Post-Labor Capitalism

In my post about conservatives being smarter than liberals, I ended on cliffhanger, leaving the solution open:

Solutions are hard to come by. Simply getting rid of democracy won’t change the fact there are already millions of people dependent on govt. aid.

I also discuss the ‘un-participatory’ underclass here (why collapse can wait) :

Entitlement spending could be problematic. Immigration control won’t stop the millions who are already citizens and producing negative economic value. That leads to the e-word, eugenics, which few have the bravery to endorse, but I see it as possibly the only long-term viable solution to the entitlement spending problem, in addition to restricting low-IQ immigration. Boosting the national IQ by just a handful of points can help remedy a multitude of problems.

We now have life, liberty, free emergency room treatment, ebt, education, section 8 housing, and the purist of happiness…for all. The government won’t allow sick people die in the streets, nor will it deny certain services. Or maybe there will be enough abundance created by technology and the productive class to take care of everyone…hard to know.

And here (hive mind, immigration, and IQ):

Booting the nation’s IQ will likely boost exports, GPD, profits, and technological innovation – but not necessarily real median wages. But that may be OK, though, because new technologies lead to more utility, as in the example I give of TV sets or movie tickets. Technology may improve living standards, so much so that wealth inequality and stagnant wages may not matter. The result, however, may be an ‘un-participatory’ economy where a lot of people are not contributing much to economic growth, nor are participating in the gains such as measured by real wages, in accordance with the Pareto Principle.

As I explain in collapse can wait and other posts, I am optimistic about the US economy and stock market – both in the long-term and short-term – in spite of this large (and growing) underclass. But I don’t sufficiently explain the mechanism for how the economy and stock market is supposed to thrive even when a lot of people are a net-negative as indicated by negative effective tax rate:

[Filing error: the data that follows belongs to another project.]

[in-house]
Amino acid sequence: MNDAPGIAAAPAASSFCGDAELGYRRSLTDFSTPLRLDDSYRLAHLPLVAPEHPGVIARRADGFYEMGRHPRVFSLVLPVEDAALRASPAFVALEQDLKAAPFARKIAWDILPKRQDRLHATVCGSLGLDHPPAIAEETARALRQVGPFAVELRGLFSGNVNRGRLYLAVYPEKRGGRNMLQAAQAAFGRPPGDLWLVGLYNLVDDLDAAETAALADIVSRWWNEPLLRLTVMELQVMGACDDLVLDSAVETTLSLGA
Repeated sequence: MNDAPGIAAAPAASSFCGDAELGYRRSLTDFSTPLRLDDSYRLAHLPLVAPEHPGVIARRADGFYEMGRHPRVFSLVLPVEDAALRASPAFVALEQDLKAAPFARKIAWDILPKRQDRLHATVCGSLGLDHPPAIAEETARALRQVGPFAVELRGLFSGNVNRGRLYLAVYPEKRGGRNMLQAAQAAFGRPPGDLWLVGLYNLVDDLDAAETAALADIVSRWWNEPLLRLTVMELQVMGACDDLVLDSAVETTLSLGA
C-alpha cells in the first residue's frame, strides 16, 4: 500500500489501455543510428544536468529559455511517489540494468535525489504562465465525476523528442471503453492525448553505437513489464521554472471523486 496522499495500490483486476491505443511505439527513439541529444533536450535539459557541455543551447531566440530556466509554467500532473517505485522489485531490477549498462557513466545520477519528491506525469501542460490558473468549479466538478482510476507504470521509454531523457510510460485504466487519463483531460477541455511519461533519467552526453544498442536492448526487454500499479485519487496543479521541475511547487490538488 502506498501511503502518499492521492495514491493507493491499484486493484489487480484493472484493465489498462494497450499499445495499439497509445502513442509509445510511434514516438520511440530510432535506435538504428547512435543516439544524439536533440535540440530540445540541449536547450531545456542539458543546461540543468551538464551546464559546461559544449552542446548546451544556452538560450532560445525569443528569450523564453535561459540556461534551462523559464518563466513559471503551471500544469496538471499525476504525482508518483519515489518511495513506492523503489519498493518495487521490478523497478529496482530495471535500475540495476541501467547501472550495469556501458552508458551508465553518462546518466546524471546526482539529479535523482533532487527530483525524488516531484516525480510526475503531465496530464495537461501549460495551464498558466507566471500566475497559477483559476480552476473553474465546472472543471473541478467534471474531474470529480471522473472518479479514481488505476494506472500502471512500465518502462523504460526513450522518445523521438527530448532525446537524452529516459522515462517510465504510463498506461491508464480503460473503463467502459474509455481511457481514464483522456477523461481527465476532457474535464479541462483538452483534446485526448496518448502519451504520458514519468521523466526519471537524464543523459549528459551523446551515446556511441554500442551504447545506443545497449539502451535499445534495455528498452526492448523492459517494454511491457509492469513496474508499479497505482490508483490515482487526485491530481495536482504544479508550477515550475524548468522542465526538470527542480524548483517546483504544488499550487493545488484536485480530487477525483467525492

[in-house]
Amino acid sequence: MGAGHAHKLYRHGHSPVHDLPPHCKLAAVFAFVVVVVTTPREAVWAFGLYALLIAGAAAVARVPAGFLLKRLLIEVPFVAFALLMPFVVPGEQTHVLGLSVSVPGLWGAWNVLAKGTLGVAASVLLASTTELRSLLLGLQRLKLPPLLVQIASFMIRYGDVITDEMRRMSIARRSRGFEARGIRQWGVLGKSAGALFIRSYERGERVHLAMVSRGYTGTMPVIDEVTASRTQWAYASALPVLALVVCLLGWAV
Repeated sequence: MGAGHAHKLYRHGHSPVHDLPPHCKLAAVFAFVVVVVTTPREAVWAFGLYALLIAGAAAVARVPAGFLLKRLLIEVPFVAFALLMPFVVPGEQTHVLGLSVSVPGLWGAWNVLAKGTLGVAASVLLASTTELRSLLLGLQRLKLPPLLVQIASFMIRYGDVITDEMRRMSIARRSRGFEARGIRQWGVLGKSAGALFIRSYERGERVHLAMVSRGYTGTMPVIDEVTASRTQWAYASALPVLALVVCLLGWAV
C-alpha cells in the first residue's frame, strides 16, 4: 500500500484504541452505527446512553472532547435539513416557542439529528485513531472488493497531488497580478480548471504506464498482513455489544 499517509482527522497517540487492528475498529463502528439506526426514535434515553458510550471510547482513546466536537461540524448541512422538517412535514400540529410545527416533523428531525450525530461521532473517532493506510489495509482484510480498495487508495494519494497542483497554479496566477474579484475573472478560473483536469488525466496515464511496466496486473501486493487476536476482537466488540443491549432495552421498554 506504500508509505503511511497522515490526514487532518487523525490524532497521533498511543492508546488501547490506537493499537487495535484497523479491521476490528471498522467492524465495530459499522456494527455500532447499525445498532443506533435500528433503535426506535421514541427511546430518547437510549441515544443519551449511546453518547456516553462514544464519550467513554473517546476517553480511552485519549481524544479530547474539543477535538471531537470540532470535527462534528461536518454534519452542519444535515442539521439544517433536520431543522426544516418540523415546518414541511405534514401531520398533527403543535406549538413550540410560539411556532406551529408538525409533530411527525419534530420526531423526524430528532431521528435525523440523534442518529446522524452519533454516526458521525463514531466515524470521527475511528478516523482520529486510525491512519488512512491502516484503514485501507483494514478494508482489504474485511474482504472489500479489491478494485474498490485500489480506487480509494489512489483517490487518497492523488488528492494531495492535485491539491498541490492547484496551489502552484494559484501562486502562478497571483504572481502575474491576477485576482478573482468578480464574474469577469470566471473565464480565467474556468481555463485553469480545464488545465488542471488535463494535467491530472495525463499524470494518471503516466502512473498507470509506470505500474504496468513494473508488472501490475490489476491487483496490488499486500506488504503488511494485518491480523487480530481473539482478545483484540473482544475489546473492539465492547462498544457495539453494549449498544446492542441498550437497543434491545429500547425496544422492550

The result may be a post-labor capitalist society, and we’re already headed in that direction. This is similar to the Marxist post-labor utopia, but with capitalism, too, as I explain here:

…while Marxists may support technology to bring about a post-labor society, not everyone who supports technology and post-labor is a Marxist. There will always be capitalism, scarcity, and markets, even if the labor force shrinks and or a lot of job become automated (which is assuming the Luddite Fallacy stops being a fallacy). Rapid gains in technology hasn’t made healthcare or tuition more affordable. Same for insurance, day care, and other services. There will always be demand for positional goods to signal status. There may even be a form of capitalism that exists between apps and robots, excluding almost all people.

As the labor force participation rate sinks and the ‘number of hours worked’ falls, we’re also seeing the rise of unconventional labor such as gig and freelancer jobs. At the same time, information technology companies, apps, biotechnology, and multinationals will continue to thrive. Just because we become a post-labor or post-salary society doesn’t mean that capitalism will fail or become obsoleted.

Some characteristics of America’s post-labor society:

1. fewer hours worked
2. falling labor force participation rate
3. rise of gig and temp jobs , neither of which may be counted in official labor statistics
4. ‘hollowing out‘ of middle/bifurcation of economy
5. less job security
6. fewer job openings, but also fewer job seekers as able-bodied individuals choose to dropout of labor force